For example, daily inhalation exposures to TCE between 2.2 mg/day and 9.5 mg/day could occur in occupational settings where personal monitoring measurements indicated TCE air concentrations between 1.2 and 5.1 parts per million (ppm) [3]. A marine in training under warm weather conditions could drink between 1 and 2 quarts of water per hour [30]. Combining this ingestion rate with dermal and inhalation exposures from showering twice a day, a marine could consume a liter-equivalent of up to 8 liters of drinking water per day [31]. The Hadnot Point distribution system had a median TCE monthly average level of 446 μg/L during January 1980- February 1985 (see Table 2), thus resulting in a possible daily exposure as high as 3.6 mg/day, i.e., within the range of workday exposures that occurred in some occupational settings.

One estimate of mean TCE air concentrations across all industries from the 1950s through the 1980s was 38 parts per million (ppm) [32]. This level of exposure would be considerably higher than an exposure to a marine consuming Hadnot Point drinking water. However, TCE concentrations in industry have decreased over time in the U.S. By the 1980s, the geometric mean concentration of TCE in Danish industries was approximately 4.3 ppm [3, 33], and this level of air concentration of TCE would result in exposure comparable to the drinking water exposure to TCE at Camp Lejeune. A meta-analysis of occupational studies conducted by EPA that evaluated “any TCE exposure” obtained RRs of 1.27, 1.23 and 1.29 for kidney cancer, NHL, and liver cancer, respectively [7]. Similar findings were observed in this study for kidney cancer and liver cancer, but not for NHL, when the Camp Lejeune cohort was compared to the Camp Pendleton cohort.

In the comparison between Camp Lejeune and Camp Pendleton, the HRs for several cancers of primary interest were elevated in the Camp Lejeune cohort. Of these cancers, the elevated HRs for kidney cancer, cervical cancer, leukemias and Hodgkin lymphoma occurred primarily or exclusively among those with higher cumulative exposures. The HRs for several diseases of secondary interest were also elevated. Of these diseases, the elevated HR for lung cancer occurred exclusively among those with higher cumulative exposures.

In analyses internal to the Camp Lejeune cohort, we observed monotonic trends for cumulative exposure to one or more contaminant and kidney cancer and Hodgkin lymphoma. For ALS, HRs > 1.90 were observed in the high exposure category for all the contaminants except benzene.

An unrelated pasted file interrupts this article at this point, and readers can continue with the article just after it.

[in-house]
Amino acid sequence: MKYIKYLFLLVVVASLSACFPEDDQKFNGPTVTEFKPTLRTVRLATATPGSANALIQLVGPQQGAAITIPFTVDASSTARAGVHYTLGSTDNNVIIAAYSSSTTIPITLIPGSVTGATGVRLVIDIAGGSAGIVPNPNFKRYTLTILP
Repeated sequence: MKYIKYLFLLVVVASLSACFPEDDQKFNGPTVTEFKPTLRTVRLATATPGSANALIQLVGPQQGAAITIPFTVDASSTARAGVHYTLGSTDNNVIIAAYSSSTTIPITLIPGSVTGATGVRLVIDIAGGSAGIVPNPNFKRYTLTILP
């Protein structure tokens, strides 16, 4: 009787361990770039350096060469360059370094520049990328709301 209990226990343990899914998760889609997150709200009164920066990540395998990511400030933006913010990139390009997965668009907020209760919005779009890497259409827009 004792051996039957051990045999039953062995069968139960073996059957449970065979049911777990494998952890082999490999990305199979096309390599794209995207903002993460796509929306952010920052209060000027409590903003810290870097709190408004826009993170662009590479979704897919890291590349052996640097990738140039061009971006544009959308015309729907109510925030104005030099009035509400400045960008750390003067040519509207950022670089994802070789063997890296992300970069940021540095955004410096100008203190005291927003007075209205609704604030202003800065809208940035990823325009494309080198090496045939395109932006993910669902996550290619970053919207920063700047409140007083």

Drinking water studies conducted at Cape Cod, MA found associations between PCE and several cancers: lung, bladder, rectal, leukemia, and female breast [1012]. All these cancers except bladder cancer were also elevated in comparisons between the Camp Lejeune and Camp Pendleton cohorts. In the NJ study, associations were observed for specific subgroupings of leukemia and NHL [9]. However, NHL was not elevated in our study.

Camp Pendleton did not have contaminated drinking water, but similar to Camp Lejeune, there were NPL sites located on the base. Although a public health assessment conducted by ATSDR at Camp Pendleton found “no apparent public health hazard” from these toxic waste sites [14], there was concern that the potential for exposure could not be ruled out. Therefore, we decided to compare both the Camp Lejeune and Camp Pendleton cohorts to the U.S. mortality rates. We realized that it was unlikely that any of the mortality rates at Camp Lejeune or Camp Pendleton would be elevated compared to the U.S. mortality rates because of the healthy veteran effect bias [29]. The effect of this bias is sufficiently strong to produce SMRs of ≤0.80 for cancer mortality when military personnel are compared to the U.S. population [29]. Moreover, since the median age at the end of follow-up was only 49 years, we expected that it would be too soon to observe elevations in either cohort. Nevertheless, we observed SMRs > 1.0 for three diseases of primary interest in the Camp Lejeune cohort: kidney cancer, multiple myeloma, and cervical cancer.

By the end of the study, there was one death in the Camp Lejeune cohort whose underlying cause was male breast cancer. However, many cases of male breast cancer among those who resided at Camp Lejeune have been identified in media reports and by diligent work conducted by members of the exposed population. Because male breast cancer has a relatively high survival rate, ATSDR collected data from the Veterans Affairs’s cancer registry and is currently evaluating the data regarding conducting a case-control study of male breast cancer incidence.